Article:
Everyone loves escort missions, right? What could be better than protecting the weak and defenseless from the constant heavy barrage of an endless stream of enemy firepower? Haven’t gamers been crying out “Oh please, please tie us down to be glorified babysitters, because flying and shooting and accomplishing objectives based around those capabilities is far too taxing!”
No, they haven’t! Absolutely nobody anywhere has been asking for this because, as has been said for years and years on end, it’s not fun. Unless you’ve got the word “Ico” in the title, escorting is a bad idea. So why on earth does Sol Exodus think that mission after mission of protecting helpless transport ships is a good idea?
Sol Exodus is an attempt to bring back the mission-based space shooter, which is a bit of a different beast than the free-form open universe games of the X series. Each of the eight levels is specifically structured, although usually around endless riffs on “Protect me!” The storyline is pure cheese, with an ultra-hardcore religious zealot determined to keep humanity confined to our home solar system, despite both the sun being doomed and a planet suitable for colonization having finally been found. On the plus side, this means combat is centered around familiar landmarks like Saturn, with impressive giant structures in orbit above the various planets’ surfaces. Enemy ships ranging from tiny fighters to large flagships flit about wreaking havoc (or lumber ponderously for the bigger ones), and you’ve got a nice pile of options at your disposal to obliterate them with. Outer space comes alive with laser fire, as dozens of ships attack and defend in a pyrotechnic display set against a colorful planetary backdrop.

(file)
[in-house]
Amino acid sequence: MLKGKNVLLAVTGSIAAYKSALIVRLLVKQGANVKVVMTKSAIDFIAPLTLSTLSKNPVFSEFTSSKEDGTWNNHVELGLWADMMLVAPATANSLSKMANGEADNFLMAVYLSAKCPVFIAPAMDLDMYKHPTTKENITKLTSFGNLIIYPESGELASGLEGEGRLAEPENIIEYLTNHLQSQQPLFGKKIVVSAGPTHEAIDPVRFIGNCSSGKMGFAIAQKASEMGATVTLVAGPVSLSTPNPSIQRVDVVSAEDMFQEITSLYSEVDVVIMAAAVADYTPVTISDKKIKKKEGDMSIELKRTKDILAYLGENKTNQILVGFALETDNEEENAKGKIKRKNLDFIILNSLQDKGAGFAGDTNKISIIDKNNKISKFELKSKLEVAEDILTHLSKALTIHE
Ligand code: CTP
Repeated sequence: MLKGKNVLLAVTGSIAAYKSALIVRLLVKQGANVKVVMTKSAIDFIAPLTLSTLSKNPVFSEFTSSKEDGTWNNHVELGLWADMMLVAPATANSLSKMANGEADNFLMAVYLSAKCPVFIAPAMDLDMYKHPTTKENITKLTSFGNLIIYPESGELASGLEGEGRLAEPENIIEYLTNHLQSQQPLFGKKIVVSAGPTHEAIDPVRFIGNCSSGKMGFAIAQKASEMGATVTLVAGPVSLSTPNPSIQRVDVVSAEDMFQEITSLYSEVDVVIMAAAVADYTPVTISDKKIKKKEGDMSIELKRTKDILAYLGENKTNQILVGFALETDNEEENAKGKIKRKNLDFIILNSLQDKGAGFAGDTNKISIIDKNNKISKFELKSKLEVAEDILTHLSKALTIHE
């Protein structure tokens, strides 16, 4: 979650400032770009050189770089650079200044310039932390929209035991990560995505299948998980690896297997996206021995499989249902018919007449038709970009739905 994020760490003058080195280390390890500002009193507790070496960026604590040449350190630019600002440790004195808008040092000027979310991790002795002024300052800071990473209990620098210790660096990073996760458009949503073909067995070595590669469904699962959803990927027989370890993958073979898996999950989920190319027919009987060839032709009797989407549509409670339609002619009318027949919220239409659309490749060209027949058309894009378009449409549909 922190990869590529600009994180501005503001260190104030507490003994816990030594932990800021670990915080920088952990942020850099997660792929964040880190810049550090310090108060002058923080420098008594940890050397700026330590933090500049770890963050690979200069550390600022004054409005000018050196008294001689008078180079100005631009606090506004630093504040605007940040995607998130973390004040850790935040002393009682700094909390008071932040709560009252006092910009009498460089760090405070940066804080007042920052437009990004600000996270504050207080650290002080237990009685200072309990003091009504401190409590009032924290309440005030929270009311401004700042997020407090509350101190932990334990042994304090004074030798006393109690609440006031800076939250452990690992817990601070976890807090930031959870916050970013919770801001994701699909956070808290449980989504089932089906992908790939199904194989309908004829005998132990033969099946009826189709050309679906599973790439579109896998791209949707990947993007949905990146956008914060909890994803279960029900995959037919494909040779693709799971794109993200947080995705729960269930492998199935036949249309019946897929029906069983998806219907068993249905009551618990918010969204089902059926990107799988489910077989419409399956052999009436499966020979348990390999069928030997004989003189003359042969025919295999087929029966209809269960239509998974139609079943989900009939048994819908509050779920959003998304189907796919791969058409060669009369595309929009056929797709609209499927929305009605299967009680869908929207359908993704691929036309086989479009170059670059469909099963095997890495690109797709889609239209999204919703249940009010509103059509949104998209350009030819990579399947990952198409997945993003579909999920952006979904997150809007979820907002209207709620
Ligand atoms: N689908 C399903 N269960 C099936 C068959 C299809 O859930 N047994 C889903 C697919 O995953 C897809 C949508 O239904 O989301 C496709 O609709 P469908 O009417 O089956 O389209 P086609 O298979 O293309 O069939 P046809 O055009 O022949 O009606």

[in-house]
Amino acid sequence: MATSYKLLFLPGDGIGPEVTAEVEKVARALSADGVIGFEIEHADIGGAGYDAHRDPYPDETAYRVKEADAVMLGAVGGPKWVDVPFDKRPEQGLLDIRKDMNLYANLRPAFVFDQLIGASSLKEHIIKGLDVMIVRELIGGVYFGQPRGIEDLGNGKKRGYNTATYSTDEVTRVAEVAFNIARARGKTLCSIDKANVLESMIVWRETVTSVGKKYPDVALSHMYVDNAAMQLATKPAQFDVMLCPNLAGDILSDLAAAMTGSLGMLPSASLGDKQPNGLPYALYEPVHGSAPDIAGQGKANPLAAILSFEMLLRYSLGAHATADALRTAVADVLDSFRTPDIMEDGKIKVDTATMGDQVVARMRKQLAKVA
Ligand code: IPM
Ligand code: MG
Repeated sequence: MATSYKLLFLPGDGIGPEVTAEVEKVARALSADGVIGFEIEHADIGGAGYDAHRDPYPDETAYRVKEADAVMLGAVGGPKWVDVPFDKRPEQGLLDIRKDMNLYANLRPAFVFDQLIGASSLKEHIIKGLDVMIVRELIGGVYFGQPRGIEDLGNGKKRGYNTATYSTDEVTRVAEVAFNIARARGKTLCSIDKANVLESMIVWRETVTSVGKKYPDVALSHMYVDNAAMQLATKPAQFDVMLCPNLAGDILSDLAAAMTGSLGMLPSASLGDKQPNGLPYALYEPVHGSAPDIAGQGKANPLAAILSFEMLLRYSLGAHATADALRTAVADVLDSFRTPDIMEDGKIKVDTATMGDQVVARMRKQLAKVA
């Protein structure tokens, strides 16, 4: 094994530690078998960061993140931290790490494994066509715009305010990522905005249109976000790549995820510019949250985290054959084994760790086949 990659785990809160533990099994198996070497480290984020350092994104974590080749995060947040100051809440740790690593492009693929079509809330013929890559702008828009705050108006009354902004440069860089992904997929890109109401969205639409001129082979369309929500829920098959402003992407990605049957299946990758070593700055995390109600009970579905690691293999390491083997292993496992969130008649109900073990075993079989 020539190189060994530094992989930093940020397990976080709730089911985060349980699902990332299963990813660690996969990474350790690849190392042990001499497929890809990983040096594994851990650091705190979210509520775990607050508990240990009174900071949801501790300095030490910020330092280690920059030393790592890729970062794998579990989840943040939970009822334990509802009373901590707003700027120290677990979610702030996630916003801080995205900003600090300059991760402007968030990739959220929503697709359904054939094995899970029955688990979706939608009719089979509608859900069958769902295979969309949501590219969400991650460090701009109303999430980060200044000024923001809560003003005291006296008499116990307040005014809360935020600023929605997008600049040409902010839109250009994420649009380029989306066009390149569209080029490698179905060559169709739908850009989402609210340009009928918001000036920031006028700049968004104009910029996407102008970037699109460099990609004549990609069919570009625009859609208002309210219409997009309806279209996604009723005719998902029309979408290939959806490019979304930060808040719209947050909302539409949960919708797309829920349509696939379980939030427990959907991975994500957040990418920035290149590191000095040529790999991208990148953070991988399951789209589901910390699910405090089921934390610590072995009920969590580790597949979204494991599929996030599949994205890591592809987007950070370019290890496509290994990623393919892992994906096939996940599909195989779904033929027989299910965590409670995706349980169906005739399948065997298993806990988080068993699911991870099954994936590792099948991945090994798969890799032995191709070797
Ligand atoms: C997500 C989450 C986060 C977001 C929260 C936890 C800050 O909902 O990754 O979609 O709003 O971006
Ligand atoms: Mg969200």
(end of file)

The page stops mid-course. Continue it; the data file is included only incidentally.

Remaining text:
After a few missions, though, the combat gets a bit repetitive. It’s always fun to dogfight the little ships, clear out a bit of time to focus on the bombers, then hack into a flagship’s systems to turn its guns to your side, but the pressure of playing a game of near-constant defense eventually wears out the joys of shooty goodness. The only true failure option is if your flagship is destroyed, although you know you’ve screwed up if the transport or allied base goes down. Still, after losing the dozenth defense point in a row the desire to succeed turns into a feeling of “Screw it.” When even losing your fighter simply results in being towed back to port for an instant replacement, what’s the point of trying?
Sol Exodus looked like it had a lot going for it, but its repetitive mission structure based around the single least fun activity in gaming trips it up badly. The controls are tight and feel perfect on a 360 gamepad, the battlegrounds are varied and pretty, and the shooting action is pleasantly frantic, but seeing as it’s centered around one escort mission after another, it wears out its welcome quickly. There’s got to be more you can do with a nimble space fighter than be the universe’s babysitter.